From the moment a transaction is notified, the Commission generally has a total of 25 working days to decide whether to grant approval (Phase I) or to start an in-depth investigation (Phase II).

The commitments offered by the Parties will be made available as of 16 July under the case number

The International Airlines Group (IAG) issued this statement:

IAG logo

International Consolidated Airlines Group (IAG) welcomes the decision by the European Commission to approve its Offer for Aer Lingus.

IAG has offered the following remedies to the EC as part of the regulatory process:

  • Five daily slot pairs will be made available to other airlines at London Gatwick for flights between the airport and Dublin or Belfast.
  • Specifically, two of the five daily frequencies must be operated between Gatwick and Dublin.
  • One daily frequency must be operated between Gatwick and Belfast.
  • The other two frequencies can be operated between Gatwick and either Dublin or Belfast.
  • Other airlines can apply for seats on Aer Lingus’ shorthaul network for their transfer passengers, on normal commercial terms.

Copyright Photo: SPA/AirlinersGallery.com. London’s Gatwick Airport was the main competitive concern for the EC. Aer Lingus’s Airbus A320-214 EI-DEE (msn 2250) arrives at LGW.

Aer Lingus aircraft slide show: AG Airline Slide Show

JustPlanes 25 Years banner

IAG moves one step closer to acquiring a 25% share of Aer Lingus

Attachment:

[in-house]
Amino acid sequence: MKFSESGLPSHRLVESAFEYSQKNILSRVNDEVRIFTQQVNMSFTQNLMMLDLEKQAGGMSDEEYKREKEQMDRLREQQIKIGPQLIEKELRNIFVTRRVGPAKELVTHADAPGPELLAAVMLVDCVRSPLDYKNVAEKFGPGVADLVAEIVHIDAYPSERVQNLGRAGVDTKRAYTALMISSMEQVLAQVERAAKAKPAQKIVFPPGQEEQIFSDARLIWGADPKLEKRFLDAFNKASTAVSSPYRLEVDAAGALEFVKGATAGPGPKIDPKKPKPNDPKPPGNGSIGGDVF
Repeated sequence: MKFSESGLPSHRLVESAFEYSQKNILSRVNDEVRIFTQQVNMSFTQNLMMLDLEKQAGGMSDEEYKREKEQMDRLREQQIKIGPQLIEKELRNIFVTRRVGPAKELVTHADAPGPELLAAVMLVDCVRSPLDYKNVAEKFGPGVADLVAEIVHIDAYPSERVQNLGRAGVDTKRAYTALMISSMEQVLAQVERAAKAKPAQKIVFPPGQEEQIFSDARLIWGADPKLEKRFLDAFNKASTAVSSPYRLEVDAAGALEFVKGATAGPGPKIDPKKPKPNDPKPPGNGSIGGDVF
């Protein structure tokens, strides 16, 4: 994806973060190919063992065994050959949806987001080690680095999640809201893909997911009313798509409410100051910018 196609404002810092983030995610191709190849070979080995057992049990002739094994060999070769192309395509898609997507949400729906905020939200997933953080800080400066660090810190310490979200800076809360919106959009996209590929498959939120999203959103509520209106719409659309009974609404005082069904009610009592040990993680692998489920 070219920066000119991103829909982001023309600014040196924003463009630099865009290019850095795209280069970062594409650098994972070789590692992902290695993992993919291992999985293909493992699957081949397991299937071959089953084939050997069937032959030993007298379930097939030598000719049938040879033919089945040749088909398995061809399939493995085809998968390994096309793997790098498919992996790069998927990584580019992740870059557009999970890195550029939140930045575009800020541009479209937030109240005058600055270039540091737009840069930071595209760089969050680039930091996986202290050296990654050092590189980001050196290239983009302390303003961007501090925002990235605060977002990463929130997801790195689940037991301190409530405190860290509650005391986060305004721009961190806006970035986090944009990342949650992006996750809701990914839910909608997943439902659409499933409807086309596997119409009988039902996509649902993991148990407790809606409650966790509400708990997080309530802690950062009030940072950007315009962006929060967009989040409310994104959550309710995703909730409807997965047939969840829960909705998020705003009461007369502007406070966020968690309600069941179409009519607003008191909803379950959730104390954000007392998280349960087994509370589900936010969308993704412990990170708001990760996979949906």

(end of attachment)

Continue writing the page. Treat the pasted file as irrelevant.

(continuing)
IAG logo

British Airways (London) and Iberia (Madrid) parent company International Airlines Group (IAG) (London) has confirmed that it has reached agreement with Aer Lingus (Dublin) to make a €1.4 billion ($1.5 billion) (£1 billion) cash offer for Ireland’s national carrier.

Aer Lingus clover logo

The deal, which comes after months of negotiations, values Aer Lingus at €2.55 a share ($2.80 a share).

The board of the Irish carrier is recommending the offer, which was made after confirmation from the Irish government that it is willing to sell its 25 percent stake in Aer Lingus.

The decision of the sale was made at a meeting of the Irish cabinet late on Tuesday, which itself followed indications earlier in the day from Brussels that European competition authorities would not stand in IAG’s path.

Yesterday (May 28) IAG updated the Aer Lingus offer with this formal statement: CLICK HERE

Read more from The Irish Times: CLICK HERE

Assistant Editor Oliver Wilcock reporting from Manchester.

Copyright Photo: AirlinersGallery.com. Aer Lingus Airbus A320-214 EI-DEO (msn 2486) in the special Green Spirit – Official Airline of the Irish Rugby Team livery taxies at the home of IAG and British Airways – London (Heathrow).

Aer Lingus aircraft slide show: AG Airline Slide Show